I rode recumbents because I thought they would be a better choice for brevets and tours. Having tried many bents and many DFs I prefer the DFs so I sold my bents. I can ride a DF for 18hrs in a day without pain and I am more efficient climbing on my DFs. I also find they are more fun to ride.

The crankforward I had was a fun city bike. If I had more storage space I would have kept it. I didn’t have enough use for a cruiser style bike to justify keeping it in the long term.

12 04 2012
Greg Weber (@onespeedgreg)

I just liquidated my whole fleet over the winter (6 bikes), save my Colnago road bike. I have a custom MTB frame being built. Due in a week or so. For what its worth it felt good to let go of some bikes and use the money for no holes barred build up of the new MTB. It feels good to have a few bikes that i (will) ride the hell out of rather than 8 bikes(some of the same types) that I spend lots of money on but never ride.. I thought i would miss them , but i really don’t.. Maybe because winter didnt come this year and I did not hang up the road bike like I usually do. Dont feel afraid to let go of some iron.. There will always be a new one…always.

12 04 2012
gypsybytrade

Vik, I still think the 650b LHT is a fun project for a current 26″ LHT owner with a curiosity for “the French obsession”. It’s interesting that the 26″ LHT fits 2.1 inch knobbies and fenders, while the 700c frame only allows 45-50mm touring tires and fenders (not sure exactly, but they don’t fit common 29 x 2.1 knobbies such as Nanos). Lael has Big Apples on her LHT now that the ice is gone, and she’s loving it.

Recently, I’ve been wondering if your ride your drops much? The position of the drop would be too vertical for my preference, and you seem to be on the hoods in most photos.

Happy riding.

13 04 2012
thelazyrando

I ride the hoods 80% of the time and use the drops for headwinds and bikepath racing mostly.

I have some 650B rims I could use for a 650B LHT, but I lack the brakes and the hubs. Ideally I’d like to use disc hubs so I an run rim brakes or disc brakes so I wouldn’t be caught out down the road with a disc only frame.

Thing is I love my 650B bike. No questions, but part of that is the low trail front end so the question is how much time/$$ do I put into the LHT vs. getting a bike that’s already a low trail/650B rig?

I have limited bike $$ at the moment so I’ll probably just ride the 26″ LHT with Big Apples for the summer and enjoy it like that.

13 04 2012
stato

Ive fitted some Thorn club tour forks to my LHT, 55mm rake for £100. Quite good clearance for large tyres and it has all the mounts you could ever want.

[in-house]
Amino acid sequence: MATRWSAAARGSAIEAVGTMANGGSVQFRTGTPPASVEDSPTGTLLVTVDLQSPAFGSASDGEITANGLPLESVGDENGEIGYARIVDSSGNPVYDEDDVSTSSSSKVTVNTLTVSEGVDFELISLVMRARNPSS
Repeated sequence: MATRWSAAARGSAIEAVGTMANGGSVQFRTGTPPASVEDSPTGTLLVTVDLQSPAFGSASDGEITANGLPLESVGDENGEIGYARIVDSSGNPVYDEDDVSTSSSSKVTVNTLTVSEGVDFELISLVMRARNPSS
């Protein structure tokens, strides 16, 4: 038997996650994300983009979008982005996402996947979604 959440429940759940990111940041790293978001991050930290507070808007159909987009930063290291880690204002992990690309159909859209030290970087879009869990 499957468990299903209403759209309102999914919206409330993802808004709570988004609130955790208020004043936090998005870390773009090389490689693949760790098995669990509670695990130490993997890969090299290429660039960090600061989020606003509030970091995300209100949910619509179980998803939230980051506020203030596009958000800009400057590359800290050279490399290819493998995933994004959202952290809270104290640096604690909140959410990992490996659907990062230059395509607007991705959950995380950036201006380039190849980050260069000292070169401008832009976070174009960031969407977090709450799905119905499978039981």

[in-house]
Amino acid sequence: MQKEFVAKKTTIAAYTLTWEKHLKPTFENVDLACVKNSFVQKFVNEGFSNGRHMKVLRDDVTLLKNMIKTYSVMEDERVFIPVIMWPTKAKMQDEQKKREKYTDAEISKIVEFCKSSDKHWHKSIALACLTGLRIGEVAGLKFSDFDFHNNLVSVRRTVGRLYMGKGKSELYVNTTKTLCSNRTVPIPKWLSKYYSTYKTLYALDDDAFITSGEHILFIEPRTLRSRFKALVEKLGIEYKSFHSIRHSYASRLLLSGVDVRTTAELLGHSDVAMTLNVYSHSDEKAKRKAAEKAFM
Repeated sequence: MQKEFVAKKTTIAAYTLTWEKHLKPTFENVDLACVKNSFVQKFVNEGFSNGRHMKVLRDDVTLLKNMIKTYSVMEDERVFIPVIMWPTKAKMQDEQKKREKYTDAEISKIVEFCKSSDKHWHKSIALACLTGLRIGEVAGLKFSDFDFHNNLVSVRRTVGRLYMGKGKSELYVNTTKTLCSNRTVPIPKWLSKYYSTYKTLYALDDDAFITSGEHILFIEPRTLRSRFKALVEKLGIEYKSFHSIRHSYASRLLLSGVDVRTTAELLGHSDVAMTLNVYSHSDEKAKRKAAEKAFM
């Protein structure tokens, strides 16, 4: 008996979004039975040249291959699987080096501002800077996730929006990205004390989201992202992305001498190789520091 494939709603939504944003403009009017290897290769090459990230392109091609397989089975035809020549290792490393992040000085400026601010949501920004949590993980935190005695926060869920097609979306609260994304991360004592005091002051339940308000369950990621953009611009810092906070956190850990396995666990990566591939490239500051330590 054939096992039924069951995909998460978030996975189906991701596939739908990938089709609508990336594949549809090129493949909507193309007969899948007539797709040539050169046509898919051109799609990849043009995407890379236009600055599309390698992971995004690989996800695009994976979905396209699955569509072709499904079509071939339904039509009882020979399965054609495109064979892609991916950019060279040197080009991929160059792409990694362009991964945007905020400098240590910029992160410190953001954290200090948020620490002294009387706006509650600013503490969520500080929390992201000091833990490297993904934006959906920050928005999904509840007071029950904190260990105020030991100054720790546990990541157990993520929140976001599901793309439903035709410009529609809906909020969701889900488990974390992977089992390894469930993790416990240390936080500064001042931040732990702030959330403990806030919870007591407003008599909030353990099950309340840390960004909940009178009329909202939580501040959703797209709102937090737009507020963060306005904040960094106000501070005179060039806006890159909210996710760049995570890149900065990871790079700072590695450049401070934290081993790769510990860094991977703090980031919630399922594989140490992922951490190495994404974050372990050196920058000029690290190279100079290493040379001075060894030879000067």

17 04 2012
Aaron C

I feel the same way every time I ride my cross check after spending a lot of time on my 650B Boulder. I don’t think it’s a matter of them being “different”, I think the bar has been raised. Hetres give such a nice ride, and roll so smoothly… and the flexible frame seems to encourage me. At least I think that’s what’s going on. The Cross Check rides very harsh in comparison, and pedaling it feels like work now. I’m torn…

17 04 2012
thelazyrando

@Aaron – I agree with you, but at the same time it’s not fair to compare the LHT to the Boulder any more than I could compare it to a Trek Madone. If I loaded my Boulder up with touring gear it would be virtually unrideable it’s just so flexible. That flex makes it a pleasure to ride with my minimal rando load though.

OTOH – even a touring bike should be fun to ride albeit less spiritedly! The cockpit issues are just my body adapting to different bikes and needing to be tweaked. The other issues can be solved with a tire change. The one issue that can’t be easily addressed is the steering geometry. I’m torn because if you go to the trouble of buying a custom fork is there any point putting it on a LHT? Would it not make more sense to get a 650B low trail touring bike built when I had the finances to do so?

The answer to that last question is probably yes. So I’ll make the other changes and leave the fork along until it makes sense to get a new frame.

21 04 2012
Loving my other Long Haul Trucker… « The Lazy Rando Blog…

[…] I recently posted that I was not loving my oldest bike a 700c Surly LHT. Having just installed some Retroshift brake levers on my 26″ wheeled Long Haul Trucker it has seen a bunch of saddle time and I must say I love it. The saddle, pedals and bars are exactly where I want them and the big balloon tires roll along like I’m on cloud. I’ll eventually take some measurements of the cockpit so I can adjust my 700c LHT to the same fit, but for now I’ll just ride the fat tire trucker and smile. Profile shot… […]

12 07 2012
Just couldn’t do it… « The Lazy Rando Blog…

[…] bike with which I have had some great cycling memories, but it’s setup really well other than the cockpit that needed tweaking. I think if it was all beat up and in need of a major overhaul the process would have been easier. […]